May's departure date not enough to break Brexit impasse
25 May 2019, 01:41 ( 3 Months ago)
British Prime Minister Theresa May's departure date announced on Friday has plunged Brexit into deeper uncharted waters.
For now, nothing is certain except that May's successor will have to pick up the pieces in the hopes of resolving an issue that has been dividing politics and the country.
For months, the embattled prime minister has attempted to walk a tightrope while trying to pull off an almost impossible balancing act.
She has failed. Her failure exposes not only the bitter dysfunction of her government, but also the perils of partisanship.
There are obvious divisions across the country and the whole system. They lie between the 48 percent remain-voters and the 52 percent leave-voters, the Eurosceptic and Europhile cabinet members, the ruling and opposition parties and Westminster and the rest of the Union.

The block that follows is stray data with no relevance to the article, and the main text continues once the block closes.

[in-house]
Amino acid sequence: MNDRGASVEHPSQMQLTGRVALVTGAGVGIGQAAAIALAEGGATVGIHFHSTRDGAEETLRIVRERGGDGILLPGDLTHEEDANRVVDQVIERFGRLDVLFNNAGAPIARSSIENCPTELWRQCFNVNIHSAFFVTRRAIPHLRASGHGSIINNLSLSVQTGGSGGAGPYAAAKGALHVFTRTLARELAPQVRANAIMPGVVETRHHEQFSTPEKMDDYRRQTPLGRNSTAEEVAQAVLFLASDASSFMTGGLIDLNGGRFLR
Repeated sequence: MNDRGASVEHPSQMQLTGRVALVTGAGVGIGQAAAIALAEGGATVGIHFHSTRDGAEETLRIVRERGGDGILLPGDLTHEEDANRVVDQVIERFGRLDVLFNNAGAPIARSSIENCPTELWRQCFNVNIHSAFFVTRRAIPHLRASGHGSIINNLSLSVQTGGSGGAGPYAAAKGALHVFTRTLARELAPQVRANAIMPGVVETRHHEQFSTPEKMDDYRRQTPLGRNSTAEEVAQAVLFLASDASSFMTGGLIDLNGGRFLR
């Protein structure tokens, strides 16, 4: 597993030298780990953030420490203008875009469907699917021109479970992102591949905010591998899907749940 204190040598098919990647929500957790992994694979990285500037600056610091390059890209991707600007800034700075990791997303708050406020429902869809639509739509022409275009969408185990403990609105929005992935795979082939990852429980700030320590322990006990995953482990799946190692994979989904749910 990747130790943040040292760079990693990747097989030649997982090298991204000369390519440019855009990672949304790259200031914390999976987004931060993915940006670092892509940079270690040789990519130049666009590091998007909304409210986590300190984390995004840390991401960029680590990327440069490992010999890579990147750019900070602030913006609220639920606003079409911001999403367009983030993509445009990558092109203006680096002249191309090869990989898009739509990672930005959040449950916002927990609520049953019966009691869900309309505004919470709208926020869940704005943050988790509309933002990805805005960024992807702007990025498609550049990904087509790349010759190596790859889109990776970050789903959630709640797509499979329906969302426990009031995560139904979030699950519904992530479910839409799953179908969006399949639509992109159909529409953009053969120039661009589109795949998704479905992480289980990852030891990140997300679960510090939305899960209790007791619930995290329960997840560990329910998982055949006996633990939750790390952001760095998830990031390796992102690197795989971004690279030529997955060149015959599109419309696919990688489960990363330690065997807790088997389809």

These irreconcilable differences were worsened by the British executive, which is strongly committed to implementing such a radical change as Brexit but has proven itself to be paradoxically weak in addressing the unprecedented political crisis prompted by leaving the European Union (EU).
Now the big unanswered question is whether a strong Leave supporter or a Remainer candidate will take over from May.
The answer to that question will help determine the direction of travel on Britain's journey to seal its future within or outside of the EU. At the moment the deadlock is set to continue. Whoever steps into May's shoes will inherit the problems, and the same Brexit impasse.
As it has been pointed out, the only way to get a Brexit agreement through this hung parliament is to make either those who fear "no Brexit" or those who worry about "no deal" vote for a Brexit deal.
But that can only be done when parliamentarians believe that they are not voting on a deal that will lead to either of those two outcomes.
May's government has failed to deliver such a deal despite the trials and tribulations of Brexit over the past three years. May's successor must heed these lessons.